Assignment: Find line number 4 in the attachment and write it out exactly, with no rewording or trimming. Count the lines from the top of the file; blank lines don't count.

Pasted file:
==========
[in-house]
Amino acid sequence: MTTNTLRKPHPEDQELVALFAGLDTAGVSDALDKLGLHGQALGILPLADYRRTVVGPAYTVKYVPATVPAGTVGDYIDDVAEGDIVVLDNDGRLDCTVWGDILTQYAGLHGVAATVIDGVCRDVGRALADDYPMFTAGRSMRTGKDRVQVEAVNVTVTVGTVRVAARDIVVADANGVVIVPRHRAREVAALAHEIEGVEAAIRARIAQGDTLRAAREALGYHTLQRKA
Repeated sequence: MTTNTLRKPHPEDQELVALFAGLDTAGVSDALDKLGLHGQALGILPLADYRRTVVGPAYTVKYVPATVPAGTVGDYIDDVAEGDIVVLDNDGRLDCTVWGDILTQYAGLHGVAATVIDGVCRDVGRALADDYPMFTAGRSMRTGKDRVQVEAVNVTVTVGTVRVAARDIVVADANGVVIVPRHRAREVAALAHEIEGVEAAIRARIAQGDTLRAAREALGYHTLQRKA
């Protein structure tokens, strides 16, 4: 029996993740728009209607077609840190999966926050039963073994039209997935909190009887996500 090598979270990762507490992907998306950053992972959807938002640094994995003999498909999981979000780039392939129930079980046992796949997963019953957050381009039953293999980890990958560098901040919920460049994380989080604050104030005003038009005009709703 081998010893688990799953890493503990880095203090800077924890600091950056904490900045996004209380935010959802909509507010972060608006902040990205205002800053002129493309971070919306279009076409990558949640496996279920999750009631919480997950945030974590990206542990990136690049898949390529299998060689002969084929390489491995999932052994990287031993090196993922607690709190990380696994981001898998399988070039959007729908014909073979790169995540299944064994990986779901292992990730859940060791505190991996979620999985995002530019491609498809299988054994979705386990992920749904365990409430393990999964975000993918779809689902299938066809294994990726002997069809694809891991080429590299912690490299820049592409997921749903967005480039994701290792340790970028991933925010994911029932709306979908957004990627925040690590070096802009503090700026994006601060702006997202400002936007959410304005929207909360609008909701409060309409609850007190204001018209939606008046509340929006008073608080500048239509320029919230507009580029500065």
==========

């Protein structure tokens, strides 16, 4: 029996993740728009209607077609840190999966926050039963073994039209997935909190009887996500 090598979270990762507490992907998306950053992972959807938002640094994995003999498909999981979000780039392939129930079980046992796949997963019953957050381009039953293999980890990958560098901040919920460049994380989080604050104030005003038009005009709703 081998010893688990799953890493503990880095203090800077924890600091950056904490900045996004209380935010959802909509507010972060608006902040990205205002800053002129493309971070919306279009076409990558949640496996279920999750009631919480997950945030974590990206542990990136690049898949390529299998060689002969084929390489491995999932052994990287031993090196993922607690709190990380696994981001898998399988070039959007729908014909073979790169995540299944064994990986779901292992990730859940060791505190991996979620999985995002530019491609498809299988054994979705386990992920749904365990409430393990999964975000993918779809689902299938066809294994990726002997069809694809891991080429590299912690490299820049592409997921749903967005480039994701290792340790970028991933925010994911029932709306979908957004990627925040690590070096802009503090700026994006601060702006997202400002936007959410304005929207909360609008909701409060309409609850007190204001018209939606008046509340929006008073608080500048239509320029919230507009580029500065």